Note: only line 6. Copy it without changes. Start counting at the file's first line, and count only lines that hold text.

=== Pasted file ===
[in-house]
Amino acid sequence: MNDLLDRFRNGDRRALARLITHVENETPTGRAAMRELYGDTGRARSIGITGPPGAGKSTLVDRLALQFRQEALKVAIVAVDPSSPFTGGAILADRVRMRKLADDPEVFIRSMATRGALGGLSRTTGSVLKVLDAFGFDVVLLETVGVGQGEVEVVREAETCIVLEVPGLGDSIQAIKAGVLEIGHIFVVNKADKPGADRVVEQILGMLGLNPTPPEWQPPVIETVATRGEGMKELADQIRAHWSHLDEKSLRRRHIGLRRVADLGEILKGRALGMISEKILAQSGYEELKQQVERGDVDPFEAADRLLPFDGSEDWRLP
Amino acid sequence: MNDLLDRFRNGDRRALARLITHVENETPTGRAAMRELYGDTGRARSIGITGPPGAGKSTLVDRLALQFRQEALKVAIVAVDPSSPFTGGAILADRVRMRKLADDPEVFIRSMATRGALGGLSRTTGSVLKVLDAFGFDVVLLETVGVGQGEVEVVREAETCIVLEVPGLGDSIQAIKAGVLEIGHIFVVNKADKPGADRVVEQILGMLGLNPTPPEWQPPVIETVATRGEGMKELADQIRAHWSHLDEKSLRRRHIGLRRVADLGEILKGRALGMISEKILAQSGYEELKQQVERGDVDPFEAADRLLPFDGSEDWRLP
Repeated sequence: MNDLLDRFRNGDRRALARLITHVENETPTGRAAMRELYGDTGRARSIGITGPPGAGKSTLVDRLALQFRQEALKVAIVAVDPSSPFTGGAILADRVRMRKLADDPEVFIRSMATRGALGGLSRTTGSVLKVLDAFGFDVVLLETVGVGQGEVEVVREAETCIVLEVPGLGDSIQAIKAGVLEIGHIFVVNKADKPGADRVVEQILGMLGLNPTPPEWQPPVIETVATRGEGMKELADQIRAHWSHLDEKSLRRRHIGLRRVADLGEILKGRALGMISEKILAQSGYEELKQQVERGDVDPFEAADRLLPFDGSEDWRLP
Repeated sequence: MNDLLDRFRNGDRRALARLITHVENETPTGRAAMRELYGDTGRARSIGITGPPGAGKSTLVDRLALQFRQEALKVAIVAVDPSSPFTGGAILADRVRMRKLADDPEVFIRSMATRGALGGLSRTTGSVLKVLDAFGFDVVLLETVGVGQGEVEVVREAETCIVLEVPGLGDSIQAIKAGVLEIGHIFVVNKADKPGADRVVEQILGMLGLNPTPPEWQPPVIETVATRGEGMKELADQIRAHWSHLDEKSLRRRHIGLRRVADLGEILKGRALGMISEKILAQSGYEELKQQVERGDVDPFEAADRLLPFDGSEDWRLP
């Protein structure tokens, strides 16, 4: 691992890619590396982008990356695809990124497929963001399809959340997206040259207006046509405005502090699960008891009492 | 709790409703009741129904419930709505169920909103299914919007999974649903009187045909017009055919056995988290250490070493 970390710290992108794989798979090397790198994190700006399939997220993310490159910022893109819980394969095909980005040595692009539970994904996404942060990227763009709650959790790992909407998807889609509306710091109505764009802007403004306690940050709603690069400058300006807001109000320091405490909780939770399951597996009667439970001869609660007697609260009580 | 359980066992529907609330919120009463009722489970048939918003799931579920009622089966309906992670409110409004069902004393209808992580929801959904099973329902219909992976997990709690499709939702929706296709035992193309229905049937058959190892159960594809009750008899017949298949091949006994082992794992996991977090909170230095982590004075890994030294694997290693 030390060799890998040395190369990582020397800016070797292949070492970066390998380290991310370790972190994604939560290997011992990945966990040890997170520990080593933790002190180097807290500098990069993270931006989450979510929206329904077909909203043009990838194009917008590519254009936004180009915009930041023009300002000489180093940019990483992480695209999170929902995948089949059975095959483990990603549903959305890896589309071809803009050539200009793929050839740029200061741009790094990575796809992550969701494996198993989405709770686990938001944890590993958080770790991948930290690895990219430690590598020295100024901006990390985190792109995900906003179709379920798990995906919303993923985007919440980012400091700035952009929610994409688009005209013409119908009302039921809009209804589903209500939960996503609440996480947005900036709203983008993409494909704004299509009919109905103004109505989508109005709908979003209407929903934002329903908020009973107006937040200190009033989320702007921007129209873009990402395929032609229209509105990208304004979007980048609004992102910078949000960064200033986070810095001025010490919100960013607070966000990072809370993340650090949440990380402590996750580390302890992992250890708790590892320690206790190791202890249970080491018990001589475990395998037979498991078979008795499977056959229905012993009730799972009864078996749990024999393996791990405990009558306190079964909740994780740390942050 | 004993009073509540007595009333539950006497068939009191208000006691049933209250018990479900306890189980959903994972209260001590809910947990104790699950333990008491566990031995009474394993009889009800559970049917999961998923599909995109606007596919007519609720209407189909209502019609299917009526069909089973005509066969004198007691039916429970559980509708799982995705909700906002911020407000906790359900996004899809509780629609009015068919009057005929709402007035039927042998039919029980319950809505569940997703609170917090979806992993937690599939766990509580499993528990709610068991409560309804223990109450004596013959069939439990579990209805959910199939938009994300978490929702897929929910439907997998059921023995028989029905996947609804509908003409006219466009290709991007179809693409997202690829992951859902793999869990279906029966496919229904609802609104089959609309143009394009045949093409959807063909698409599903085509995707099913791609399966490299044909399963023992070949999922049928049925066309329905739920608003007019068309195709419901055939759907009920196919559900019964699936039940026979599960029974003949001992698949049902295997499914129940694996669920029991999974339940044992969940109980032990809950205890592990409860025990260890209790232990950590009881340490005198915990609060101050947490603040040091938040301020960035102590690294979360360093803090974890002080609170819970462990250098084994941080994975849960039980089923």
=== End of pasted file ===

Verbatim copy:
């Protein structure tokens, strides 16, 4: 691992890619590396982008990356695809990124497929963001399809959340997206040259207006046509405005502090699960008891009492 | 709790409703009741129904419930709505169920909103299914919007999974649903009187045909017009055919056995988290250490070493 970390710290992108794989798979090397790198994190700006399939997220993310490159910022893109819980394969095909980005040595692009539970994904996404942060990227763009709650959790790992909407998807889609509306710091109505764009802007403004306690940050709603690069400058300006807001109000320091405490909780939770399951597996009667439970001869609660007697609260009580 | 359980066992529907609330919120009463009722489970048939918003799931579920009622089966309906992670409110409004069902004393209808992580929801959904099973329902219909992976997990709690499709939702929706296709035992193309229905049937058959190892159960594809009750008899017949298949091949006994082992794992996991977090909170230095982590004075890994030294694997290693 030390060799890998040395190369990582020397800016070797292949070492970066390998380290991310370790972190994604939560290997011992990945966990040890997170520990080593933790002190180097807290500098990069993270931006989450979510929206329904077909909203043009990838194009917008590519254009936004180009915009930041023009300002000489180093940019990483992480695209999170929902995948089949059975095959483990990603549903959305890896589309071809803009050539200009793929050839740029200061741009790094990575796809992550969701494996198993989405709770686990938001944890590993958080770790991948930290690895990219430690590598020295100024901006990390985190792109995900906003179709379920798990995906919303993923985007919440980012400091700035952009929610994409688009005209013409119908009302039921809009209804589903209500939960996503609440996480947005900036709203983008993409494909704004299509009919109905103004109505989508109005709908979003209407929903934002329903908020009973107006937040200190009033989320702007921007129209873009990402395929032609229209509105990208304004979007980048609004992102910078949000960064200033986070810095001025010490919100960013607070966000990072809370993340650090949440990380402590996750580390302890992992250890708790590892320690206790190791202890249970080491018990001589475990395998037979498991078979008795499977056959229905012993009730799972009864078996749990024999393996791990405990009558306190079964909740994780740390942050 | 004993009073509540007595009333539950006497068939009191208000006691049933209250018990479900306890189980959903994972209260001590809910947990104790699950333990008491566990031995009474394993009889009800559970049917999961998923599909995109606007596919007519609720209407189909209502019609299917009526069909089973005509066969004198007691039916429970559980509708799982995705909700906002911020407000906790359900996004899809509780629609009015068919009057005929709402007035039927042998039919029980319950809505569940997703609170917090979806992993937690599939766990509580499993528990709610068991409560309804223990109450004596013959069939439990579990209805959910199939938009994300978490929702897929929910439907997998059921023995028989029905996947609804509908003409006219466009290709991007179809693409997202690829992951859902793999869990279906029966496919229904609802609104089959609309143009394009045949093409959807063909698409599903085509995707099913791609399966490299044909399963023992070949999922049928049925066309329905739920608003007019068309195709419901055939759907009920196919559900019964699936039940026979599960029974003949001992698949049902295997499914129940694996669920029991999974339940044992969940109980032990809950205890592990409860025990260890209790232990950590009881340490005198915990609060101050947490603040040091938040301020960035102590690294979360360093803090974890002080609170819970462990250098084994941080994975849960039980089923």